Nokian Tyres sales and profits down in second quarter and first half 2016 figures

Tuesday 9th August 2016 | 0 Comments

 

Nokian Tyres has released its second quarter and first half 2016 figures, the numbers are also the first full quarter figures published since Nokian admitted it had been involved in tyre test irregularities in a series of press articles during the first quarter of the year. Forex issues and other problems in the Russian market are no-doubt connected to Nokian’s performance. Indeed, Russian sales declined by almost 30 per cent and mild winter weather is said to have left inventories in Russia and North America (see below for further details on this).

Looking at Nokian’s first quarter figures, net sales decreased 2.3 per cent to 337.4 million euros (2Q 2015: 345.5 million euros). Operating profit decreased 3.8 per cent 77.5 million euros (2015: 80.6 million euros). Operating profit margin remained relatively flat at 23 per cent (23.3 per cent).

Looking at the first half as a whole (January–June 2016), the figures show that net sales decreased 2.2 per cent to 613.3 million euros (1H 2015: 626.8 million euros). Operating profit decreased by 0.7 per cent to 128.0 million euros (again relatively flat compared with the same period in 2015: 128.8 million euros). The first half operating profit margin was flat at 20.9 per cent (20.6 per cent).

Russian forex/retail weakness behind numbers

Commenting on the figures Ari Lehtoranta, Nokian Tyres president and CEO said: “Our sales volumes in the second quarter were higher than we estimated earlier. Our customers’ winter tyre inventory situation made the winter tyre markets in North America and Russia as challenging as we had anticipated, but our good performance in Europe and in summer tyres in general helped to balance the situation.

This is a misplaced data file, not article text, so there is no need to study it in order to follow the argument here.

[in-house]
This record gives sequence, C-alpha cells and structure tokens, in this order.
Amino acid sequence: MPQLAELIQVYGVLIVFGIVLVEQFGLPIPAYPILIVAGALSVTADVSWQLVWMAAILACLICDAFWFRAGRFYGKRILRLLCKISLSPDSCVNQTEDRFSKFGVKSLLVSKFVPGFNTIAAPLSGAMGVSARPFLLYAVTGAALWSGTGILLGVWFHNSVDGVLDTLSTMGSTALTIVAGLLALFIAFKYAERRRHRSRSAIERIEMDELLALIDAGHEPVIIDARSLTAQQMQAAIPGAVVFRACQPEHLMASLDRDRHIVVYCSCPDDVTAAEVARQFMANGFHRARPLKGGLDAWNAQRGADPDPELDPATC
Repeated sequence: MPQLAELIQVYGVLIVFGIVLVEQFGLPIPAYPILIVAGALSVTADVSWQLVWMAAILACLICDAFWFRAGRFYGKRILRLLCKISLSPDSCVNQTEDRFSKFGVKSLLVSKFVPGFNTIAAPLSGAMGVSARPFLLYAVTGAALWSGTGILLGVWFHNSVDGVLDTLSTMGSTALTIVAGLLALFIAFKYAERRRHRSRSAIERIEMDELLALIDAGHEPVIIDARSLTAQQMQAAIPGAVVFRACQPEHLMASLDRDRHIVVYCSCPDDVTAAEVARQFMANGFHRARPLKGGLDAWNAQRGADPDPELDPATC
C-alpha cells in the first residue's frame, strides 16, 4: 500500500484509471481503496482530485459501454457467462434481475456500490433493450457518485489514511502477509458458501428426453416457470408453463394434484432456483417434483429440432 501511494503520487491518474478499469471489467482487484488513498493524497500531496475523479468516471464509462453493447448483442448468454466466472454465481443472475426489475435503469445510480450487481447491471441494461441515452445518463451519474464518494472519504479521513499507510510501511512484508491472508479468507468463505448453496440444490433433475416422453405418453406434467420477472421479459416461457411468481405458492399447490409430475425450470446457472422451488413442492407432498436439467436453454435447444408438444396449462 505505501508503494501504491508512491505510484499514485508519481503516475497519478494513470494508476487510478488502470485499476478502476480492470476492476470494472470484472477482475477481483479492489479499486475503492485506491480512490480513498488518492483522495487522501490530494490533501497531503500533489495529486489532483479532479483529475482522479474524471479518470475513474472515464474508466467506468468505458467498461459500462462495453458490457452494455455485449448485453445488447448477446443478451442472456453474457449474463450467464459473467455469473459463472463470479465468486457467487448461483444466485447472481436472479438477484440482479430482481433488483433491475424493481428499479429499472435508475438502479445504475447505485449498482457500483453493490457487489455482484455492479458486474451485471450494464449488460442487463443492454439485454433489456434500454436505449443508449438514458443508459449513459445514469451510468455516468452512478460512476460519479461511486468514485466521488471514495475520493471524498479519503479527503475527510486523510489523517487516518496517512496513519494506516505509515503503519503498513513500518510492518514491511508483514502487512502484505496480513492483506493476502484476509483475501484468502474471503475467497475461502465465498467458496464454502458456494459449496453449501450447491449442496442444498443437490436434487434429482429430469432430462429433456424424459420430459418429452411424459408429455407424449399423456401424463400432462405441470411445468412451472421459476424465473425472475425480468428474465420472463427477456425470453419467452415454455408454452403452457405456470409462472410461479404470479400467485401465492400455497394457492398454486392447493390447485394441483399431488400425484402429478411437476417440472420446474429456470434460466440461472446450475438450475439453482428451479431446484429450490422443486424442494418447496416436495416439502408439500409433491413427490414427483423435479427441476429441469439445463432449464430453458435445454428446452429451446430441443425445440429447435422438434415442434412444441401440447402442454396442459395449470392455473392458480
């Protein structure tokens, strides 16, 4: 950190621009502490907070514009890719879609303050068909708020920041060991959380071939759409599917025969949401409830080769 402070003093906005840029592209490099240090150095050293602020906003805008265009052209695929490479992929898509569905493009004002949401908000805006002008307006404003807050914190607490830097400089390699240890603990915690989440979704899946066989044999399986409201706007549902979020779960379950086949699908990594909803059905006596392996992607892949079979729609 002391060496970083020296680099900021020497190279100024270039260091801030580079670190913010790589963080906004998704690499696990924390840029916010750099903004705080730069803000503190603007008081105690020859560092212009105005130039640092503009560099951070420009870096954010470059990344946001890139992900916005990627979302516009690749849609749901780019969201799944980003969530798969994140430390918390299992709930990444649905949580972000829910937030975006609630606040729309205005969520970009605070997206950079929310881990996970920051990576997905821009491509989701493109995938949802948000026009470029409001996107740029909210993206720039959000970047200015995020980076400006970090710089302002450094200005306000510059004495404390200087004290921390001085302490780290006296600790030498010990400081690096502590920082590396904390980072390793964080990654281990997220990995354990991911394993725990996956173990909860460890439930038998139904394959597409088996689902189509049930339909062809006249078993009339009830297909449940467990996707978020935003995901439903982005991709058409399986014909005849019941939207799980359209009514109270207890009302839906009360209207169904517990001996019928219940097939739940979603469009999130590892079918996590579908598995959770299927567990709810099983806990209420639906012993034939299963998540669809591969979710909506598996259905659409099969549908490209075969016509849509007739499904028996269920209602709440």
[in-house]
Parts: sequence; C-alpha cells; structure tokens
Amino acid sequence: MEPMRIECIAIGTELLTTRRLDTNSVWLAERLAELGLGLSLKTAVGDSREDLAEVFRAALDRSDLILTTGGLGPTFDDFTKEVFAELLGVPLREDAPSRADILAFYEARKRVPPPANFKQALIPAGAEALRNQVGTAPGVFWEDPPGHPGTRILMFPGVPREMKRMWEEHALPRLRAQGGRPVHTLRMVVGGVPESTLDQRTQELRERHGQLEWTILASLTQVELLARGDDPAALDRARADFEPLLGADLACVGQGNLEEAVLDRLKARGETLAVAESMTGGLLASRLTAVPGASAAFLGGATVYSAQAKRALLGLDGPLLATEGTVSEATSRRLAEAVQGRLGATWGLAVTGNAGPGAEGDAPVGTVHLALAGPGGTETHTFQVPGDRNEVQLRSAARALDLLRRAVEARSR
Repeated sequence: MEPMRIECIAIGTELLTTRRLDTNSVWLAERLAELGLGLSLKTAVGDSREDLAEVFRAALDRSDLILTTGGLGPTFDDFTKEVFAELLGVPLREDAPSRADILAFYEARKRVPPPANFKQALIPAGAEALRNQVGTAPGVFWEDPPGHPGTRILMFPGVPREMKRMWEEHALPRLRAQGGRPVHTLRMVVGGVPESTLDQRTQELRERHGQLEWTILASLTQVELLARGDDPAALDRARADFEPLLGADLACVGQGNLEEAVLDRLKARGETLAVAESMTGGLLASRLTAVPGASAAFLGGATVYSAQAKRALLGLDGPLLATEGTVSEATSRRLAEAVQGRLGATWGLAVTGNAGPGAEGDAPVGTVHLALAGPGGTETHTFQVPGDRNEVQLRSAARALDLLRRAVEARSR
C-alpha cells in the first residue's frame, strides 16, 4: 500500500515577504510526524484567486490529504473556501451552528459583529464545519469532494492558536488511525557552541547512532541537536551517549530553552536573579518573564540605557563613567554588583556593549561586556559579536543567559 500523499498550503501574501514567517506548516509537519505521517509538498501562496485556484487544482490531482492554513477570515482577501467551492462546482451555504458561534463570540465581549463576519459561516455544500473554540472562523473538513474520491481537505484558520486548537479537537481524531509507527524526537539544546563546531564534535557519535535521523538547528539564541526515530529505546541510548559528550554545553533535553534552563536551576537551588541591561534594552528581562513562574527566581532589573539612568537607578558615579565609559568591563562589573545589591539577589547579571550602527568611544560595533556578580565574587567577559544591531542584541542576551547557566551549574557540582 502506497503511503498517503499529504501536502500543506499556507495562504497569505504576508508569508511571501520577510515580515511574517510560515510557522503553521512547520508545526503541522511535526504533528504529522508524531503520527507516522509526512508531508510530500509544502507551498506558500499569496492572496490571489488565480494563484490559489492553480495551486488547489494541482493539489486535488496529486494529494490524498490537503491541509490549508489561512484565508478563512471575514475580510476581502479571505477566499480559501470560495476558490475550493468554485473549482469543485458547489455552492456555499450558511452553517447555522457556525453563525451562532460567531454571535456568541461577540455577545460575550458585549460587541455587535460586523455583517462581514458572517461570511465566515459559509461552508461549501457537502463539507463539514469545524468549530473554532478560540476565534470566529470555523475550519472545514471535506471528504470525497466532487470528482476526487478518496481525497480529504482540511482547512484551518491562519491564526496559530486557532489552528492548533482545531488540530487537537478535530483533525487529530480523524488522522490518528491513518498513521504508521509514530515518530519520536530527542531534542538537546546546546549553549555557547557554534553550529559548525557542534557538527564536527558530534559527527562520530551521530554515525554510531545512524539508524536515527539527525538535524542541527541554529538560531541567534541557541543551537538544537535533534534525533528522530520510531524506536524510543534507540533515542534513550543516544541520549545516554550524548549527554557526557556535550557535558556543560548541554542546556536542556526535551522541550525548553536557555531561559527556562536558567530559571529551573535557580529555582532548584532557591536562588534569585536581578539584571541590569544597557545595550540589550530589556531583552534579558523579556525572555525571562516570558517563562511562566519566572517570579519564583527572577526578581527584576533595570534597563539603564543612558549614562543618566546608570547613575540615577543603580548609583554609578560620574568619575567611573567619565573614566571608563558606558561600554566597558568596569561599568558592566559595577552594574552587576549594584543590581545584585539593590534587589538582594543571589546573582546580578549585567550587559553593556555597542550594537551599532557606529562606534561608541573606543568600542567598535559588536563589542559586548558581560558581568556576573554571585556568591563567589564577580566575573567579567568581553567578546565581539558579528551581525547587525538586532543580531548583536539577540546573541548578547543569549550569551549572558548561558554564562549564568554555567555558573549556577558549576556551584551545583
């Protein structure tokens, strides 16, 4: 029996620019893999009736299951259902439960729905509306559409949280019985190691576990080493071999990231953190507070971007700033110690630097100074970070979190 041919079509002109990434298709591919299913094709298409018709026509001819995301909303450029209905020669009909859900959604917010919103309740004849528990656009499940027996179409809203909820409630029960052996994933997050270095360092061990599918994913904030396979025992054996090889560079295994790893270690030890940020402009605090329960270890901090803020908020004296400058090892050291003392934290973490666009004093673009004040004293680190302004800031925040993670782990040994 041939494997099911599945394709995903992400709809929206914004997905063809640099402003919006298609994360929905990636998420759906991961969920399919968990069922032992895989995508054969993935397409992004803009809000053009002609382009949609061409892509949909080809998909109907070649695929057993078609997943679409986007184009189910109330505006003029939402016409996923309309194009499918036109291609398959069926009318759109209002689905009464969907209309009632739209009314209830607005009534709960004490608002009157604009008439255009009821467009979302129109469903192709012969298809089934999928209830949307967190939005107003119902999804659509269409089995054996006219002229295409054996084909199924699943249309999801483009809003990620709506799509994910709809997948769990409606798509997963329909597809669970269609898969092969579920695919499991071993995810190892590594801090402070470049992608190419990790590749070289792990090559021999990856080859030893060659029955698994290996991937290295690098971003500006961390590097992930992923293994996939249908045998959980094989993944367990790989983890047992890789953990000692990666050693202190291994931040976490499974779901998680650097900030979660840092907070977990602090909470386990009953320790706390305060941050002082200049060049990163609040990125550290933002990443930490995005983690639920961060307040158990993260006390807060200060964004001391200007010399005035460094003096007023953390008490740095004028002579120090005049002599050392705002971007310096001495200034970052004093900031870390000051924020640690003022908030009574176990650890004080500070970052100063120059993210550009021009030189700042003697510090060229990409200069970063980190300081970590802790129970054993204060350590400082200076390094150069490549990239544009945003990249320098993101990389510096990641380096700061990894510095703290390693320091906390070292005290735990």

“Heavy Tyres had slightly higher sales than last year, but profitability declined due to the higher share of truck tyres and the timing of some marketing activities. Productivity continued to improve both in Heavy Tyres and Passenger Car Tyres.”

Lehtoranta also sought to explained the relatively weakness of the company’s tyre retail business: “Vianor’s result in the second quarter was clearly better than in the first quarter, but it was not enough to compensate for the bad start of the year. Pricing pressure in retail remains high.”

Adding further detail about the company’s tyre retail operations, Lehtoranta added: “The growth of our branded distribution network continued but was slower than last year. The number of Vianor, NAD, and N-Tyre outlets in our network grew by 122 in H1/2016. The network currently includes 1,482 Vianor stores, and the NAD/N-Tyre network has already grown to 1,456 stores. The economic situation in Russia and the CIS slowed down the growth of the network, as some of our partner outlets have been closed.”

Despite Russian sales declining by almost 30 per cent, Nokian reported that the firm managed to increase market share as well as price position in Central Europe. And, as a result, the company’s management believes “Nokian’s strong position in the core markets, investments in growth markets, an expanding distribution channel, continuous investments in productivity, and competitive products give Nokian Tyres opportunities to strengthen its position and to provide healthy margins and a strong cash flow”. However, with forex issues in Russia and tyre retail challenges (including price pressure) across Russia and the rest of Europe, maintaining sales is clearly continuing to be a challenged.

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